Born Martha Jane Jones, May 27, 1917 in Louisville, Kentucky, to Evan Jones and his wife, the former Noreen Sorrell. When her mother Noreen died in the 1918 flu pandemic, Martha was a year and a half old, and with her young father unable to care for her, she was raised by her paternal grandparents Evan Jones and his wife Elizabeth or Lizzy, who were of Welsh and Scottish extraction.
She grew up in the Portland, Louisville neighborhood, surrounded by a large upper-middle-class extended family, that was spread out along Portland Avenue and nearby streets. Her great-grandfather, W.O. Jones, and her grandfather, Evan Jones, were partners in a boiler works factory, C.J.Walton & Son, that employed some of her extended family as boilermakers, including her father, Evan Jones.
While she was still in the first grade, her grandfather would give her a quarter for each poem she wrote; growing up she had several poems published in Louisville newspapers and magazines, and at the age of 10, she won a national one-act play contest. Martha Jane attended the Louisville Public Schools, first at the Montgomery Street School through sixth grade, and then at Western Middle School, before graduating at the age of fifteen from J.M. Atherton High School for Girls, with First Honors. She won a scholarship to the University of Cincinnati's Drama School, the College-Conservatory of Music, which she attended for two years. While attending college, she wrote to Lynn Fontanne of the acting couple The Lunts, and was invited by Miss Fontanne to audition in New York for their newly formed repertory theater company.
As an actress in the 1940s and 1950s, Martha Jones made her Broadway debut with Alfred Lunt and Lynn Fontanne in The Pirate in 1942, and was Miss Fontanne's protege. She appeared in Blithe Spirit (play), Arsenic and Old Lace, The Heiress, The Respectful Prostitute, and other plays, both on Broadway and on tour in the United States and Canada. In July 1943, she married actor Robert Emhardt, with whom she debuted in The Pirate, then appeared in Harriet with on Broadway.
After her first marriage ended, she married in Ralph Rofheart, an art director and advertising executive, by whom she had one child Evan, in 1957. Soon after her son was born, she chose to be a full-time mother, and she stopped pursuing acting. In the late 1960s she began working as a freelance advertising copywriter. In the early 1970s, Rofheart wrote a novel of Henry V of England, Fortune Made His Sword, which was purchased, by William Targ, then the Editor-In-Chief of G. P. Putnam's Sons. It was optioned as a Book of the Month Club selection for March 1972, published in the UK as Cry God For Harry, London : Talmy, . Critic Granville Hicks, reviewing Fortune Made His Sword in The New York Times Book Review, wrote that Rofheart "deftly avoids the dangers" of writing about a subject that's "Shakespeare territory". Gilbert Highet, writing in the Book of the Month Club News for February 1971, had this to say, "Martha Rofheart has used her historical knowledge and her creative imagination to give us a splendid full scale portrait of a mighty man".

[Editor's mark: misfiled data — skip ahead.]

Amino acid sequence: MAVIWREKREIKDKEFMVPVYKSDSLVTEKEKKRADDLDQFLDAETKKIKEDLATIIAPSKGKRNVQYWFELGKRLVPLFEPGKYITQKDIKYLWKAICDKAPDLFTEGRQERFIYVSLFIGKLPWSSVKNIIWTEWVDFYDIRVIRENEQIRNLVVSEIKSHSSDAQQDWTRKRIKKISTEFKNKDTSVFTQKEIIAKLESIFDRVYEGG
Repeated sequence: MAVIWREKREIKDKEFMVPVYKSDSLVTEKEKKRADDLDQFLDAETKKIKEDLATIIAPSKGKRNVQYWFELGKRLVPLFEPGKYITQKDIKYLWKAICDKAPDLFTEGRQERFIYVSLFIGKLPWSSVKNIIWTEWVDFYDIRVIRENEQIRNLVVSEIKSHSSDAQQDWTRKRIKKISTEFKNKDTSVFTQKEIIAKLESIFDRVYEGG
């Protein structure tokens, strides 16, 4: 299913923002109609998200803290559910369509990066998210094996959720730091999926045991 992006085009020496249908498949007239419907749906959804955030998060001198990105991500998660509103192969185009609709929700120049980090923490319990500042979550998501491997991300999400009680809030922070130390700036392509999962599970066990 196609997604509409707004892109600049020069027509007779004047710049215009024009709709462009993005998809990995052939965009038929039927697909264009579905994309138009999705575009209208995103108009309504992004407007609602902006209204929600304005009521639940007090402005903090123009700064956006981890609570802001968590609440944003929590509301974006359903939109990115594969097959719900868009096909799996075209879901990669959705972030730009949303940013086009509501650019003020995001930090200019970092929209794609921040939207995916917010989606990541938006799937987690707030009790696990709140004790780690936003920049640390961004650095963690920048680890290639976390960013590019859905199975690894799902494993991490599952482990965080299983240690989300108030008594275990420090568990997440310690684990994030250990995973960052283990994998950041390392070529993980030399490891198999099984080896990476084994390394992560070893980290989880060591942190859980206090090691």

After Fortune Made His Sword, Rofheart wrote five novels, Glendower Country, New York, Putnam , in the UK published as Cry God for Glendower, London : Talmy Franklin, , My Name Is Sappho, New York : Putnam, , Burning Sappho in the UK, London : Talmy Franklin, , a fictionalized theatrical family saga entitled The Savage Brood, New York : Putnam, ,The Alexandrian, New York : Crowell,  a novel of Cleopatra and Lionheart!: A Novel of Richard I, King of England, New York : Simon and Schuster, .
Based upon her, "outstanding contribution to Modern fiction", with the publication of Glendower Country, Rofheart was elected on November 21, 1974, A DAUGHTER of MARK TWAIN, by Cyril Clemens and the Mark Twain Journal.
She died in New York City in 1990.
Where to find Martha Rofheart online
My Name Is Sappho
by Martha Rofheart
Out of history, legend and the cloud drifts of Sappho's own poetry, Martha Rofheart has spun a dazzling tale---a life of high adventure, brutal war, political intrigue, and poignant romance. The dimly known era of Greece six centuries before Christ is illuminated in a lyrical and humanistic story of a woman whose enduring fame lies in her new conception of woman as an intellect and an artist.
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